At Age 50, Eastwood Mall Still Grows Stronger
NILES, Ohio – Despite the challenges facing suburban malls across the country, Anthony Cafaro Jr. maintains that the Eastwood Mall is stronger at the half-century mark than it was a decade ago.
Developed by the Cafaro Co., Eastwood Mall opened Sept. 17, 1969, a landmark the real estate developer is celebrating later this month. Originally covering 1 million square feet, the mall itself now is 1.5 million square feet and the entire Eastwood Mall Complex stands at about 3.3 million square feet of commercial space that includes later additions such as the Great East Plaza in the mid-1970s and Howland Commons in the 1990s.
“In many communities, the mall may be obsolete. In the Mahoning Valley, I don’t think that’s the case at all,” says Cafaro, co-president of the Cafaro Co.
“If anything, the Eastwood Mall Complex has proven quite the opposite,” he continues. “Arguably, it is the dominant focal point of commerce, certainly in Trumbull County and potentially in the entire Mahoning Valley.”
The 130.8-acre complex today features a mix of national and local retailers, restaurants, hotels, two churches, two multi-screen movie theaters and an athletic stadium that’s home to a Cleveland Indians farm team.
Cafaro and his brother, William, took over as co-presidents of the company from their father, Anthony Cafaro Sr., in December 2009. Like many residents of the Mahoning Valley, he recalls his first exposure to the mall came at an early age.
It was around age 10 that he became aware of the role the mall played in his family. His father was working on the deal to bring Toys R Us to the mall complex and the lease was sitting in the car as his father was taking him somewhere. After picking the document up and leafing through it, his father told him to read through it and mark it if he had any questions.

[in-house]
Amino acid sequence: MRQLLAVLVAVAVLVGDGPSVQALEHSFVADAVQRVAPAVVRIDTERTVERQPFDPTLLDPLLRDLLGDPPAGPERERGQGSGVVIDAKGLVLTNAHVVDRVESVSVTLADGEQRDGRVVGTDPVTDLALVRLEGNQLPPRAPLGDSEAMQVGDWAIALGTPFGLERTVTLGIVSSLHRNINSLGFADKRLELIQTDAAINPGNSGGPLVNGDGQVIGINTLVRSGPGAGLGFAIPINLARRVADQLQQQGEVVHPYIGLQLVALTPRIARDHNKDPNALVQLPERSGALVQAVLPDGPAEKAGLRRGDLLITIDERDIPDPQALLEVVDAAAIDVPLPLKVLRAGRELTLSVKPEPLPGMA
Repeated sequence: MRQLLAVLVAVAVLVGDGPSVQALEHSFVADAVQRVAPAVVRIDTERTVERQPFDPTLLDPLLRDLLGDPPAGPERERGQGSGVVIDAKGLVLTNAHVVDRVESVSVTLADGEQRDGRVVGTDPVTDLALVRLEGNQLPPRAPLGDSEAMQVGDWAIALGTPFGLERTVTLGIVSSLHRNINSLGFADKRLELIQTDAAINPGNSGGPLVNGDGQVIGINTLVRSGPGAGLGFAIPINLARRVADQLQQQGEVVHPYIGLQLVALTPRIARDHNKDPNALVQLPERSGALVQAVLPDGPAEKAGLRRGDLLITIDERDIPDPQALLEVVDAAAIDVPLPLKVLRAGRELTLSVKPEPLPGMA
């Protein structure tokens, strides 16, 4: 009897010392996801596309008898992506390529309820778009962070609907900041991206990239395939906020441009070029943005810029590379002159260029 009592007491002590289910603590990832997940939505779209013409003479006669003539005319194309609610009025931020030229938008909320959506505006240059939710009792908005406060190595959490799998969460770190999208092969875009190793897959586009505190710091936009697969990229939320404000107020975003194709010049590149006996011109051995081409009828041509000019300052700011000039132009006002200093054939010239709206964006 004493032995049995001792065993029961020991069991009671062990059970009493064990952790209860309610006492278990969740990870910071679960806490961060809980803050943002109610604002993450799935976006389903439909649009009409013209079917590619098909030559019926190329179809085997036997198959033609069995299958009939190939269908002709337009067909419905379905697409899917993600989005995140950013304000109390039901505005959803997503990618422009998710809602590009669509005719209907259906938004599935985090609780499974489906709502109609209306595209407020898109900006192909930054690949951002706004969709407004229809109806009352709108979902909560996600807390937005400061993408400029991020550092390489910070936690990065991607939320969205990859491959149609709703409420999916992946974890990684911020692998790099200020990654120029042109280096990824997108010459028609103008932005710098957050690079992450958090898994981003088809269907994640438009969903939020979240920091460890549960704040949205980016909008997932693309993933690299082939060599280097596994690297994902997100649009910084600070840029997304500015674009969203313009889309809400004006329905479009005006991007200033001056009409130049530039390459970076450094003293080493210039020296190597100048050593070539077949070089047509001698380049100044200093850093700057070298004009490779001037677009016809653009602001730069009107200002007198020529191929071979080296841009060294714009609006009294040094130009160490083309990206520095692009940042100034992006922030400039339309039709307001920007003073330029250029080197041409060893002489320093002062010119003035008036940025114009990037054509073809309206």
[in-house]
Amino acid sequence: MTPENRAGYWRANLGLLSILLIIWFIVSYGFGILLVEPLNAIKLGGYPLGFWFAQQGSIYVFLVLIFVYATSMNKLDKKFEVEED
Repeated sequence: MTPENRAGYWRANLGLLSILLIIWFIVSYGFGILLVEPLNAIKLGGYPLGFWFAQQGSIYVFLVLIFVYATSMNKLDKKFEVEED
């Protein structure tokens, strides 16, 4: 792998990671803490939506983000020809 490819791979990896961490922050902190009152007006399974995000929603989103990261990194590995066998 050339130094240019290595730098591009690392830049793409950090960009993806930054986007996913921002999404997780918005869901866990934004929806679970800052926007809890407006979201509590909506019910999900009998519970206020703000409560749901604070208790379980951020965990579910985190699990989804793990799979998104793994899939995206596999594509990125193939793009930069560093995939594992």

Over the next few years, he began accompanying his father on trips and then working in maintenance during summers at age 12, “probably in violation of several child labor laws,” he says with a laugh. Those early duties included painting the fountains inside the mall and the curbs and the bollards outside. He eventually worked in the billings and leasing departments and went through the mall management training program, working as assistant operations manager at Eastwood for a summer.
“I graduated from college in December of ’96,” he says. “My dad said I got the month of January off, and I started work full time on Feb. 3, 1997.”
The mall was expanded in 1978 to accommodate the addition of JCPenney and again about to 20 years ago to house Target.
The mall is “truly a regional shopping destination” that draws customers from Ashtabula to the north, Sharon, Pa. to the east and into Mahoning County to the south, Jeff Lyda says.
Lyda and his sister, Debbie Simon, co-own Party On!, a local party supply and costume store, at the mall complex. The siblings initially opened the store in 1998 in a 2,500-square-foot space. They moved to a 10,000-square-foot space in Boulevard Centre in 2003, before recently taking over a 24,000-square-foot space in McKinley Centre, across from the main mall property on the opposite side of U.S. Route 422.
“Since the beginning, the Cafaro family and Eastwood Mall have fostered our growth, starting with small spaces and keeping an open line of communication with our family,” Lyda says. “They respond to market changes and gave us guidance and assistance whenever we asked.”
In 2006, Lyda and Simon opened another store, Everything Buckeyes, in the mall itself. “Ohio State merchandise was in high demand and we saw a void in our market,” he says.
The mall property is also populated with multiple dining establishments. Three of them are operated by Warren-based Covelli Enterprises: an O’Charley’s that opened in 2006, a Panera Bread that opened in 2010 and a Dairy Queen that opened in 2013.
Covelli Enterprises’ history with the mall extends further back, when the company operated a McDonald’s at the property, recalls Allen Ryan, director of corporate affairs for Covelli Enterprises.
“Every year, the restaurants continue to do better than the year before,” Ryan says. “The Cafaros are always making changes and updating their business plans to the changing times. We expect that to continue and as a result we expect to see our businesses grow there.”
Cafaro points to the construction of the 6,000-seat baseball stadium today known as Eastwood Field, home of the Mahoning Valley Scrappers, as a transitioning point for the mall complex.